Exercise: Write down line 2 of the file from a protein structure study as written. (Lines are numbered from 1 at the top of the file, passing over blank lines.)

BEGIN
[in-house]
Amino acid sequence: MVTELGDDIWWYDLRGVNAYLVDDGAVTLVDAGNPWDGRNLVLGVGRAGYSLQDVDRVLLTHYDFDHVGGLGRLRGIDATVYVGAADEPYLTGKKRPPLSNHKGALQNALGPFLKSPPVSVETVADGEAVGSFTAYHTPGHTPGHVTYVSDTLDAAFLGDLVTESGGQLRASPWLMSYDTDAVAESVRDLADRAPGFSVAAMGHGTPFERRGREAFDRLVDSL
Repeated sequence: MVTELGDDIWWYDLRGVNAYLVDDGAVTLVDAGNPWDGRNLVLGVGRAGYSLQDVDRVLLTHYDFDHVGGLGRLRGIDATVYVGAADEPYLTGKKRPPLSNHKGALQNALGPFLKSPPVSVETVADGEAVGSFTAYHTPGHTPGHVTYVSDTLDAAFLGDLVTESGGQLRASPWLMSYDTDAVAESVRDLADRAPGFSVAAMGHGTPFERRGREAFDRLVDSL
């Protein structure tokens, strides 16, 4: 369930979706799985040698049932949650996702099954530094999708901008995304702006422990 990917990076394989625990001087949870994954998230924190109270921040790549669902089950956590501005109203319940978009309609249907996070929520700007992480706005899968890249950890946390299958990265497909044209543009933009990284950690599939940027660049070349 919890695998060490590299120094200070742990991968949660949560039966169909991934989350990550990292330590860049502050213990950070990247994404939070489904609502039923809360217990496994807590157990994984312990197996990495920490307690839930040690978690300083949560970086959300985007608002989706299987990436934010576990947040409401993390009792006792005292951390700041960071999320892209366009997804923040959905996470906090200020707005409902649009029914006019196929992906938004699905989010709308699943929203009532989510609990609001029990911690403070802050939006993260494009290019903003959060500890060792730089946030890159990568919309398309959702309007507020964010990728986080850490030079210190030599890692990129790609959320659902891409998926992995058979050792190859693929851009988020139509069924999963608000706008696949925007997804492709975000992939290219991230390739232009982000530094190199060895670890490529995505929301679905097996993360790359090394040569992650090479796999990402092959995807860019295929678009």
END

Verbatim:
Amino acid sequence: MVTELGDDIWWYDLRGVNAYLVDDGAVTLVDAGNPWDGRNLVLGVGRAGYSLQDVDRVLLTHYDFDHVGGLGRLRGIDATVYVGAADEPYLTGKKRPPLSNHKGALQNALGPFLKSPPVSVETVADGEAVGSFTAYHTPGHTPGHVTYVSDTLDAAFLGDLVTESGGQLRASPWLMSYDTDAVAESVRDLADRAPGFSVAAMGHGTPFERRGREAFDRLVDSL